Classical Critic Found Own Way Into Craft Via Creative Portal Of Jazz

BOOK REVIEW – Mark Stryker, former classical and jazz music critic for The Detroit Free Press and author of Jazz from Detroit, says he fell in love with jazz at age 9 and progressively made his way back from new music to Mozart and Beethoven.

Japanese Orchestras, Polished And Thriving, Rival Best In The West

PERSPECTIVE – Not many music lovers outside Japan are aware of the treasure trove of great orchestras this country possesses. Virtually every concert I have heard in Japan over the past decade has been a highly gratifying experience,

Three For The Show: Spate Of Sondheim, Old And, Well…‘Here We Are’

PERSPECTIVE – Two years after his death at 91, New York offers a Sondheim trifecta that includes boffo revivals of Sweeney Todd and Merrily We Roll Along as well as the posthumous Here We Are. But ticket prices are piggy-bank breaking.

In Lenny’s Garden: ‘Maestro’ Tunnels Deep Into A Magical Persona

MOVIE REVIEW – Far better than expected, the Leonard Bernstein biopic starring, directed, and co-written by Bradley Cooper is an Oscar-baiting artwork unto itself. It's not for nothing that Carey Mulligan, as Bernstein's wife, gets top billing.

Balanchine’s NYC Ballet Leaps To 75th Year, Still Looking Bold, Brilliant

PERSPECTIVE – The works of George Balanchine, founding artistic director of City Ballet, pass from generation to generation through a lineage of dancers going back to the master himself. A fall season of Balanchine deserves a 21-gun salute.

As The Emerson Exits, Several Fine Quartets Are Poised To Ascend

PERSPECTIVE – With concerts Oct. 21 and 22 at New York’s Alice Tully Hall, the Emerson String Quartet will end its celebrated 47-year career. The Dover Quartet (right) is among younger groups displaying the potential to hit such heights.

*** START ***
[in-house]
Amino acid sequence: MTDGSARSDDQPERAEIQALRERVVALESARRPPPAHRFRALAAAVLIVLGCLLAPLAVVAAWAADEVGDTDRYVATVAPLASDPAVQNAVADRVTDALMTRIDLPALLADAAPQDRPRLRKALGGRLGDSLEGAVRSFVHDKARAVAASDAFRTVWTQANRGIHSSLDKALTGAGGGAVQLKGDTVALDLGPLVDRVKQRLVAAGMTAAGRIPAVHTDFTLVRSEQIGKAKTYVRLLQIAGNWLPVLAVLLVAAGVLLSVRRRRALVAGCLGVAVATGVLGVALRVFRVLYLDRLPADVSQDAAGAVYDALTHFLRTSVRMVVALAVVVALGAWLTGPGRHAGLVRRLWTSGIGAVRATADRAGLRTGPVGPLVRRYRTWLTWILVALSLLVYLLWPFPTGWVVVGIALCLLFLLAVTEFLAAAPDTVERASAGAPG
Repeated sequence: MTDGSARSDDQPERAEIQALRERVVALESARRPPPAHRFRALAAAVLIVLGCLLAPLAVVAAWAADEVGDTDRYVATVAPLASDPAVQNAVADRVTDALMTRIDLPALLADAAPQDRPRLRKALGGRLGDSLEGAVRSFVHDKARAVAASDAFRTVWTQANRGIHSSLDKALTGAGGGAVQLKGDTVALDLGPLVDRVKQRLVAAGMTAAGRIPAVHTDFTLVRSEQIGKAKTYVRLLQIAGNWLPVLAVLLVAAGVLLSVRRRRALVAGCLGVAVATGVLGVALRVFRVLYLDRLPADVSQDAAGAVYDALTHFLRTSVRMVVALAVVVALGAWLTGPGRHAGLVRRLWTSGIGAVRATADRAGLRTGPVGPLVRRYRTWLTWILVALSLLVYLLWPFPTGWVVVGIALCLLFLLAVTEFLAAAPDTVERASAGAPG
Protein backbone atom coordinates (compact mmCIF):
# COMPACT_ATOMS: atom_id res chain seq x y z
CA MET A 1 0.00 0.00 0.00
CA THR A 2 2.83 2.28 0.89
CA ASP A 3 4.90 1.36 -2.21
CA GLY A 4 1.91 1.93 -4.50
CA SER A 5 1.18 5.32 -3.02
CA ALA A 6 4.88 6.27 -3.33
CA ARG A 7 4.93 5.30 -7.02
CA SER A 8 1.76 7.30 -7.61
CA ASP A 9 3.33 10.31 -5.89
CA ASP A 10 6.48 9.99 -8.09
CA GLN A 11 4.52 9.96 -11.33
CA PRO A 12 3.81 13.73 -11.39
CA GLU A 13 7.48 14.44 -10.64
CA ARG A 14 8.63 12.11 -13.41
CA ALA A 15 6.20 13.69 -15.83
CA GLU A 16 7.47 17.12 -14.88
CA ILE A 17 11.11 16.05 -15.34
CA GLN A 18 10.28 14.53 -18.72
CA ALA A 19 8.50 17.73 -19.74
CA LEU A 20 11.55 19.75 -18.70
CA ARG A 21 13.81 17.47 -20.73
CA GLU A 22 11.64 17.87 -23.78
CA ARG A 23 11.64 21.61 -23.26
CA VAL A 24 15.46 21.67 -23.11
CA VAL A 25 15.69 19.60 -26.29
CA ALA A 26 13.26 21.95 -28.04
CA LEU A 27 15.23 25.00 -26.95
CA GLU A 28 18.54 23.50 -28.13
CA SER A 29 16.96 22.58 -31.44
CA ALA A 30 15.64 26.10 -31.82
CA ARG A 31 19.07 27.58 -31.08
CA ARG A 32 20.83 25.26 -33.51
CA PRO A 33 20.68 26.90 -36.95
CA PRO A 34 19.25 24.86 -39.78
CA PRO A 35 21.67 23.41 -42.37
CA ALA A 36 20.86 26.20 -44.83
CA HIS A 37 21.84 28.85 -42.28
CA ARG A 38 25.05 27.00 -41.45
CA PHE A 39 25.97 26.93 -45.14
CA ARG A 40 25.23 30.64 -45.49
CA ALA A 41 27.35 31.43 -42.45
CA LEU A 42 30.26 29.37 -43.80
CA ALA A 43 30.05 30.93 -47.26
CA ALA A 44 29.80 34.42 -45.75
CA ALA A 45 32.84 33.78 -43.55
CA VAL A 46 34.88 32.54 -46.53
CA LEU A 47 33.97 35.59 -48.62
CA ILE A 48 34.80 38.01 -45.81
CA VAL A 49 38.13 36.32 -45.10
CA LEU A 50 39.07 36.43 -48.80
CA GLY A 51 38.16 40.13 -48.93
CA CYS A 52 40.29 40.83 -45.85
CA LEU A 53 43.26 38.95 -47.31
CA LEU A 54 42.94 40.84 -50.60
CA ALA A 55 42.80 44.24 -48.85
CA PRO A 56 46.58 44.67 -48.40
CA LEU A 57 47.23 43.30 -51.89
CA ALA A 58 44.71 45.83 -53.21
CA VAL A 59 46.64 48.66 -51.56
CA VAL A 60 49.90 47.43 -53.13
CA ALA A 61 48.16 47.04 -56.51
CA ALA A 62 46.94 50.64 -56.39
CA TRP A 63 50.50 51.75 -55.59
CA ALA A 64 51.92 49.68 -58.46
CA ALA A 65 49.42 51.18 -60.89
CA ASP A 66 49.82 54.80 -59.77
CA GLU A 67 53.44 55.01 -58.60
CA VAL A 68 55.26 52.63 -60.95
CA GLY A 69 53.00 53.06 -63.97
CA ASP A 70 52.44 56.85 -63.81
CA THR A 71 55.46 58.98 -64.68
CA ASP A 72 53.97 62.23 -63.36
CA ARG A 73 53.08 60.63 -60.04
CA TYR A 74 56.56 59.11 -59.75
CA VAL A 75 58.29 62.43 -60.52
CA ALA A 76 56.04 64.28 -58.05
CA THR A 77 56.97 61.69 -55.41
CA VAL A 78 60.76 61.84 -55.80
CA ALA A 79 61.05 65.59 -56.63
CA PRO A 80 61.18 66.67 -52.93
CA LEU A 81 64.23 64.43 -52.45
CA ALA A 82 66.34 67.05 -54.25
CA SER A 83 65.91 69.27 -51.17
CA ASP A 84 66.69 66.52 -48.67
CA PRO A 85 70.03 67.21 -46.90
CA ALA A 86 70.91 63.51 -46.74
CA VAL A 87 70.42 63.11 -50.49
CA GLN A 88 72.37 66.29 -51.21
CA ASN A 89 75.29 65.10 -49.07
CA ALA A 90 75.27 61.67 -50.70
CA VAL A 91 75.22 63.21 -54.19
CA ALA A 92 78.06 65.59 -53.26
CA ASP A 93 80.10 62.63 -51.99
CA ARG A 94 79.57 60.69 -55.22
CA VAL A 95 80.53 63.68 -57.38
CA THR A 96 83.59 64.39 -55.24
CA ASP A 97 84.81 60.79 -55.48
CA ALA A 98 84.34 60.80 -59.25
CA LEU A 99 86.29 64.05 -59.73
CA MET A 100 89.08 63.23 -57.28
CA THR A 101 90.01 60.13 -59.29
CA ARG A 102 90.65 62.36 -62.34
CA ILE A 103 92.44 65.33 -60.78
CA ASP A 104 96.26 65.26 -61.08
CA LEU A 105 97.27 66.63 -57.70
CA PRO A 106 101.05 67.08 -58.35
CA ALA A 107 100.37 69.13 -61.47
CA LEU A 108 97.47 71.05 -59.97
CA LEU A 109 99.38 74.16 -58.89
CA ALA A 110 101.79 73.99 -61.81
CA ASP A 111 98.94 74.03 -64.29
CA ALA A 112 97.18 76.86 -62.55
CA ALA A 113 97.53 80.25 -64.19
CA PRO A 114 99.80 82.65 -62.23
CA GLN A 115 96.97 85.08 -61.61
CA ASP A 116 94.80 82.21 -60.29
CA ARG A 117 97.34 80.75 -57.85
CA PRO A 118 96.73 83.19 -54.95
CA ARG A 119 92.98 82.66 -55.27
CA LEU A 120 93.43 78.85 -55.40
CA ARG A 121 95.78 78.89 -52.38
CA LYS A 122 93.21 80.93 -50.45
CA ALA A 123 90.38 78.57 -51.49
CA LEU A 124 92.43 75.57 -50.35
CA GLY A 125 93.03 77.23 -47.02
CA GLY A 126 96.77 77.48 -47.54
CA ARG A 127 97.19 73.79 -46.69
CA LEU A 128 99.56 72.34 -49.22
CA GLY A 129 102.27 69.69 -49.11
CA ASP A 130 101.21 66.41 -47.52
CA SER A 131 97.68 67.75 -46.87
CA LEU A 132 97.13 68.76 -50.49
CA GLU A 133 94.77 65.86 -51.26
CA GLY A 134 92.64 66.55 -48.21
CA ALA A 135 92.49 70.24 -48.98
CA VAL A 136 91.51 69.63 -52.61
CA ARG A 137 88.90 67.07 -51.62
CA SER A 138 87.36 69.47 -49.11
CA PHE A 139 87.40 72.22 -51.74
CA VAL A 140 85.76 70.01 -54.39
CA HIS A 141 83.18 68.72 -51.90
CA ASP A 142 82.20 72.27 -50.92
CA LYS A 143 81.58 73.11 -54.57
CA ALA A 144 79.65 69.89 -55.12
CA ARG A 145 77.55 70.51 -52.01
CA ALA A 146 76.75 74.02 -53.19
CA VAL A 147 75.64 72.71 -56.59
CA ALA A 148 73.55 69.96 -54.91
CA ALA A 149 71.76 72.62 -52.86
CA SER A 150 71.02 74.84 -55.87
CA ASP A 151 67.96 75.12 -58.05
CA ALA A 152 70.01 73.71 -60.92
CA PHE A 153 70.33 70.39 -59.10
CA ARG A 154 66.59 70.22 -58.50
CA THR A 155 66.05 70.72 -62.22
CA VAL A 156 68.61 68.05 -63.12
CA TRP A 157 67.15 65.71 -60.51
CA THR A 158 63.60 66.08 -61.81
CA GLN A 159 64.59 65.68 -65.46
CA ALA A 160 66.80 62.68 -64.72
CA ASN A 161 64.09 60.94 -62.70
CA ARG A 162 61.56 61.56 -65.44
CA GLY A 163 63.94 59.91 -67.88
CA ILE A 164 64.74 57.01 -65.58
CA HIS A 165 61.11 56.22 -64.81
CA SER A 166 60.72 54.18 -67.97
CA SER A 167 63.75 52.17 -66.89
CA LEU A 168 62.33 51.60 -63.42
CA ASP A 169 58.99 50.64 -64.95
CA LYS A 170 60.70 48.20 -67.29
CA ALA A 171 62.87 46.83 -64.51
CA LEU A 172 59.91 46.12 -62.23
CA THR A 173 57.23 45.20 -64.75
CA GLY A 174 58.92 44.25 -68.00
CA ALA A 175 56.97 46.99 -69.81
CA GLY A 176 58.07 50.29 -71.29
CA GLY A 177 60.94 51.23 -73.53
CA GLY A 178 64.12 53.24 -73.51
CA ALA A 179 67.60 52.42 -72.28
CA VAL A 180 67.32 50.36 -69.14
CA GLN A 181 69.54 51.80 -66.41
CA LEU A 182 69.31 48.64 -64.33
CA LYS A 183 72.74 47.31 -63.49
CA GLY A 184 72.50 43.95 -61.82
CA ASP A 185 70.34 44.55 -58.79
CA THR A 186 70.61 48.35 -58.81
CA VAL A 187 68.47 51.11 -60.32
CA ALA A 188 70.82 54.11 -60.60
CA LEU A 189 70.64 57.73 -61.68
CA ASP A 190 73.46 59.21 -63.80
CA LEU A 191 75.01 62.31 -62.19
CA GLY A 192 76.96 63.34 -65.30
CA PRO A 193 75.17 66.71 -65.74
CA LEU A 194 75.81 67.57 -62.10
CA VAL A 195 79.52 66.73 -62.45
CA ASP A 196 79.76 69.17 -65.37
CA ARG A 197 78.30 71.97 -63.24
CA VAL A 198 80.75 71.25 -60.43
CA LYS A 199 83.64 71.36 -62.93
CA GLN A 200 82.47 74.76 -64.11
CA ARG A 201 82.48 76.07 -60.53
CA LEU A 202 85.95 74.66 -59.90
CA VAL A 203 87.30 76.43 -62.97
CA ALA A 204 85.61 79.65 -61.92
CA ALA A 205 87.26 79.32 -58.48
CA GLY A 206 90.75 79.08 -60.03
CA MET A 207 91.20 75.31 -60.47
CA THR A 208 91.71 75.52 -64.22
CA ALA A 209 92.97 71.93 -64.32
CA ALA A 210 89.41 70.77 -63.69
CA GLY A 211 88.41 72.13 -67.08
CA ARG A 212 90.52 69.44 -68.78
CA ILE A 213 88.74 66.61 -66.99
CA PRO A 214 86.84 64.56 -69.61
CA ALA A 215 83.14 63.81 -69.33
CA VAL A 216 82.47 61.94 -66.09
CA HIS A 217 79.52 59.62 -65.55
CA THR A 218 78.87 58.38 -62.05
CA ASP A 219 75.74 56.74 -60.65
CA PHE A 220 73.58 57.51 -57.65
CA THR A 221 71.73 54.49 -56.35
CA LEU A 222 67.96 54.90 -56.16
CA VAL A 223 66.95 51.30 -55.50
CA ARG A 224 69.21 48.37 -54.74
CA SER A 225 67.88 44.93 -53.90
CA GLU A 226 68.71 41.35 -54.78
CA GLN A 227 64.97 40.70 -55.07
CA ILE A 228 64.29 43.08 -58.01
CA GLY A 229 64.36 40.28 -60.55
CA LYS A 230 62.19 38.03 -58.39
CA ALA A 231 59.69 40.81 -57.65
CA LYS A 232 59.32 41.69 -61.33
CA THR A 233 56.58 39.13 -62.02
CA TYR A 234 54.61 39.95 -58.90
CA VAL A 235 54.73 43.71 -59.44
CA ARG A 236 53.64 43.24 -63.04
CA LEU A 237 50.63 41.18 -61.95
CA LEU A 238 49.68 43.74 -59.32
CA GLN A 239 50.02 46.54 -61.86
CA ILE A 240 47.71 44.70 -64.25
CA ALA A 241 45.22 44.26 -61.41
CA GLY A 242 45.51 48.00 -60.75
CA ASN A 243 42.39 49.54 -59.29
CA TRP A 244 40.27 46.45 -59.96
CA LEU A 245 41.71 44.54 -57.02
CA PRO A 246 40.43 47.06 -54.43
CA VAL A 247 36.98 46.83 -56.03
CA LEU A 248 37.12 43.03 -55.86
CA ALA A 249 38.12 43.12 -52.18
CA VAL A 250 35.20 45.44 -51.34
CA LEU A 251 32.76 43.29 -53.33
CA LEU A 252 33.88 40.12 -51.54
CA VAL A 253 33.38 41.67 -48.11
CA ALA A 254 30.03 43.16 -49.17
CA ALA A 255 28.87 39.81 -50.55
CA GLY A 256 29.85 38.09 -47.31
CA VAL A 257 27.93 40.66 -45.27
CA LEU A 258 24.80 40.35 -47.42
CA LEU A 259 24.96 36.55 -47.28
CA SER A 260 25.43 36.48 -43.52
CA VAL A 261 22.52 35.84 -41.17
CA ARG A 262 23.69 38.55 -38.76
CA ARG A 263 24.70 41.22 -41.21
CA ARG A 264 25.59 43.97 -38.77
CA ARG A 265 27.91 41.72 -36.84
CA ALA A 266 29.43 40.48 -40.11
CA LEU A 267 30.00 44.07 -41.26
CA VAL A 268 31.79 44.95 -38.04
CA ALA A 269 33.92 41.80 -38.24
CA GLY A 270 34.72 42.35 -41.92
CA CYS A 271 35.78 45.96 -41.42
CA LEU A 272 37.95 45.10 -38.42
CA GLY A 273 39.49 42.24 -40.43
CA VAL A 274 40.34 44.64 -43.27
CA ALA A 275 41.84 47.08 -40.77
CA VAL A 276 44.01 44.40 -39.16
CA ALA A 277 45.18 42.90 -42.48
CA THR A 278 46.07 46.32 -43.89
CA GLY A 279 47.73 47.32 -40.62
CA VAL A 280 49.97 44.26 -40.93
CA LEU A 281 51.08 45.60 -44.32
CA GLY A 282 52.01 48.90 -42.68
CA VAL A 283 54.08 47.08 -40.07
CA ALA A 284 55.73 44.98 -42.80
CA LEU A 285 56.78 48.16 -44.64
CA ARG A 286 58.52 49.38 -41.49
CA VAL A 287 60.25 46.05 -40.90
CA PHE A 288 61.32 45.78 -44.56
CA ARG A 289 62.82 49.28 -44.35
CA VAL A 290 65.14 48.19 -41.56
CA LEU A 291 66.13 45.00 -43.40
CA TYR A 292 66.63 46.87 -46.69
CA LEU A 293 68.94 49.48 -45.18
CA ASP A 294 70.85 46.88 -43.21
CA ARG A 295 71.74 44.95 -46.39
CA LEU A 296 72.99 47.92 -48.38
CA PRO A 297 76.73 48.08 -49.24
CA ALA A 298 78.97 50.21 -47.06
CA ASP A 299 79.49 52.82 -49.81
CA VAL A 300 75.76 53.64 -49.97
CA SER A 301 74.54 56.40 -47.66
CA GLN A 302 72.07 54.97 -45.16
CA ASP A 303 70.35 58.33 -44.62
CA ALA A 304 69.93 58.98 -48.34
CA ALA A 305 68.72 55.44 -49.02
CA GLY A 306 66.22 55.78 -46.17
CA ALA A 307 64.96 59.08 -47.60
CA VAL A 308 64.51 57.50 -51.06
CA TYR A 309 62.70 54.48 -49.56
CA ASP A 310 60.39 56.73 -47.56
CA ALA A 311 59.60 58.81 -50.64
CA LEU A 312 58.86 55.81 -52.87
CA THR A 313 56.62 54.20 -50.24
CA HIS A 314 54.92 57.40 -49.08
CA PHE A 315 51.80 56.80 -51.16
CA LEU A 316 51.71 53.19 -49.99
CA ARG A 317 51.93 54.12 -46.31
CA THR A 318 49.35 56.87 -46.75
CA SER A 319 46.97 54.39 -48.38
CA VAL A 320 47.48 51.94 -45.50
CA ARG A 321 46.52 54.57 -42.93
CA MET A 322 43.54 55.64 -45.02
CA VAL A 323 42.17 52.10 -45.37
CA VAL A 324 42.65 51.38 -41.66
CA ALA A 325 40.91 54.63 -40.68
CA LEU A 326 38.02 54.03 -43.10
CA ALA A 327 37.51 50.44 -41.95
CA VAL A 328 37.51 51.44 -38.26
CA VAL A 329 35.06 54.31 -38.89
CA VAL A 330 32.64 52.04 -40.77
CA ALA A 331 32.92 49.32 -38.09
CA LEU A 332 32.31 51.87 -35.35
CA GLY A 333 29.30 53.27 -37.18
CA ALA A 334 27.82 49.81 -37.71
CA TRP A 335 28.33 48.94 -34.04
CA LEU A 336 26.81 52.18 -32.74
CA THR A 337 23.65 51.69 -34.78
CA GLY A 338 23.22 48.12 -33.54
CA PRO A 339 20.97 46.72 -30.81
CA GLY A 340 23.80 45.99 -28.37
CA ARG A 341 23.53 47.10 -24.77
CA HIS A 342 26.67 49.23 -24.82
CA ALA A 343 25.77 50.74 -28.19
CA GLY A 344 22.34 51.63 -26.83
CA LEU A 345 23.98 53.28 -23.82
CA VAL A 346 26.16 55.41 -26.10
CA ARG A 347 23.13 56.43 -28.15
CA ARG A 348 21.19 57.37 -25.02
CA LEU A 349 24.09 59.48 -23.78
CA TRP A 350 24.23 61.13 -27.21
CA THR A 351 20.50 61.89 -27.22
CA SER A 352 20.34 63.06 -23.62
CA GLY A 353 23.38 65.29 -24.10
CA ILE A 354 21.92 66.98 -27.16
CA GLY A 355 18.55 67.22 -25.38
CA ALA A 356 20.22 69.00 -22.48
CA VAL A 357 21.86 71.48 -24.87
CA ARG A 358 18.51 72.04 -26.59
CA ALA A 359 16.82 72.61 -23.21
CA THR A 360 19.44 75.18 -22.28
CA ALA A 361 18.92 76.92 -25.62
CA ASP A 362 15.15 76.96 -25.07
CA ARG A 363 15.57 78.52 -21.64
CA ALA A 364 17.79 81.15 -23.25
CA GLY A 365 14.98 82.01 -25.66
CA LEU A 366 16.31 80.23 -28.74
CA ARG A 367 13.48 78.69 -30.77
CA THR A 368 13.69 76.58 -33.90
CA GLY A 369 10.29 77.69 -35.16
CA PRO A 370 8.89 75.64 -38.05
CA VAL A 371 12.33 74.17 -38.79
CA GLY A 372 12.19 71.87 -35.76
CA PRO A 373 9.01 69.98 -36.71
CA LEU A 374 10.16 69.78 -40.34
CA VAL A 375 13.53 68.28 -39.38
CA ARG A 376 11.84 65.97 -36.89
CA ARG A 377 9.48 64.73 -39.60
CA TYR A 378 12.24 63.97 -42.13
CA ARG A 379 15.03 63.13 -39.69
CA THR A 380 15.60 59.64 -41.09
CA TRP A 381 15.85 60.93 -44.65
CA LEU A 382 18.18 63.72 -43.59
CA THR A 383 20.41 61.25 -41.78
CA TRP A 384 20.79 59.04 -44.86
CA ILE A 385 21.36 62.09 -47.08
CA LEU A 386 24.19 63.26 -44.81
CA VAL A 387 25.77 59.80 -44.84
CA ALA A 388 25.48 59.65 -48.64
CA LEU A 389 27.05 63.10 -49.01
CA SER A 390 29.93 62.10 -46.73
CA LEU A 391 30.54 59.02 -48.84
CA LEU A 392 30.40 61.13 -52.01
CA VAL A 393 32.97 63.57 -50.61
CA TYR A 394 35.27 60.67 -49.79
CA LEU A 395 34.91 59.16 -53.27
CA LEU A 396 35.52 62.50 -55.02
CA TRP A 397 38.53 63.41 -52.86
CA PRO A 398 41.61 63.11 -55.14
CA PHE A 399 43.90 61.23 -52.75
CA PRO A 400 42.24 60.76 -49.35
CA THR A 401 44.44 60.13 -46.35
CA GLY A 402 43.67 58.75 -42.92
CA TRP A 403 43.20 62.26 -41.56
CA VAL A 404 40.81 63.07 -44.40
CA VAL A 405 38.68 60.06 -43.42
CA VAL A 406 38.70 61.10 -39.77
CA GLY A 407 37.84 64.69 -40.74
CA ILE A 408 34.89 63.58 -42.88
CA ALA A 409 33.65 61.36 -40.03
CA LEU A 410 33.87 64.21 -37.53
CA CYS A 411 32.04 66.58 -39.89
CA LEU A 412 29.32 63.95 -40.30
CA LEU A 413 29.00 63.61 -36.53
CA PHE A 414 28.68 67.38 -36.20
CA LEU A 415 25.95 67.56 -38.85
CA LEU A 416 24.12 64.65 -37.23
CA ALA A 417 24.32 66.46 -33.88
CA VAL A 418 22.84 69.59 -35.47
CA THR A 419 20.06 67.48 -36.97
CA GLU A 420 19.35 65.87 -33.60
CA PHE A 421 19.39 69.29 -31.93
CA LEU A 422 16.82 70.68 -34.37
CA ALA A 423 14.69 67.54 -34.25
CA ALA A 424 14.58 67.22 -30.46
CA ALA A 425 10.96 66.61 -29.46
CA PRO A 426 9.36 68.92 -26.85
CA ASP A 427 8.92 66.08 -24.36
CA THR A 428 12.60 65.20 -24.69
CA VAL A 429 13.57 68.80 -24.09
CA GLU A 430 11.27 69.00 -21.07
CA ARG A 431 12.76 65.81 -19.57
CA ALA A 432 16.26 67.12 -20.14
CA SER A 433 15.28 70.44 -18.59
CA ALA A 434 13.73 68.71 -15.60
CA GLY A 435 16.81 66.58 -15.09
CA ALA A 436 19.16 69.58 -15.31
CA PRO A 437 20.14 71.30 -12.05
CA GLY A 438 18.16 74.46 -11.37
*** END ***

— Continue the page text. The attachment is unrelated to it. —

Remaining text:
Heggie’s Opera Bounty And Diversity Mirrored In Swell Of Productions

PERSPECTIVE – As the Met Opera unveils an impressive take on Jake Heggie's Dead Man Walking, other companies are cueing works by this lyrical and resourceful composer who keeps pushing to bring new perspectives to his art.

Tapping Into Music As Unconscious Chronicle Of Post-Holocaust Era

BOOK REVIEW – What do we want to remember, and how should we? What monument or artwork can appropriately perpetuate a memory? These enigmatic questions underlie Jeremy Eichler's perspective on music in the wake of World War II.

Thomas Schippers Bio Explores Art, Glamour Of A Meteoric Maestro

BOOK REVIEW – Nancy Spada's new book provides an overdue portrait of the prodigious American conductor, known as much for his movie-star looks as he was for his expertise in opera, who died of cancer in 1977 at age 47.

Portrait Of A Composer Still Living Tradition Of Elgar, Vaughan Williams

DIGITAL REVIEW – Composer-pianist Penelope Thwaites, 79, performs at the center of a CD offering a retrospective on her purposefully “retro" body of work. Her music is rightly archived here as a last vestige of a lush British sound.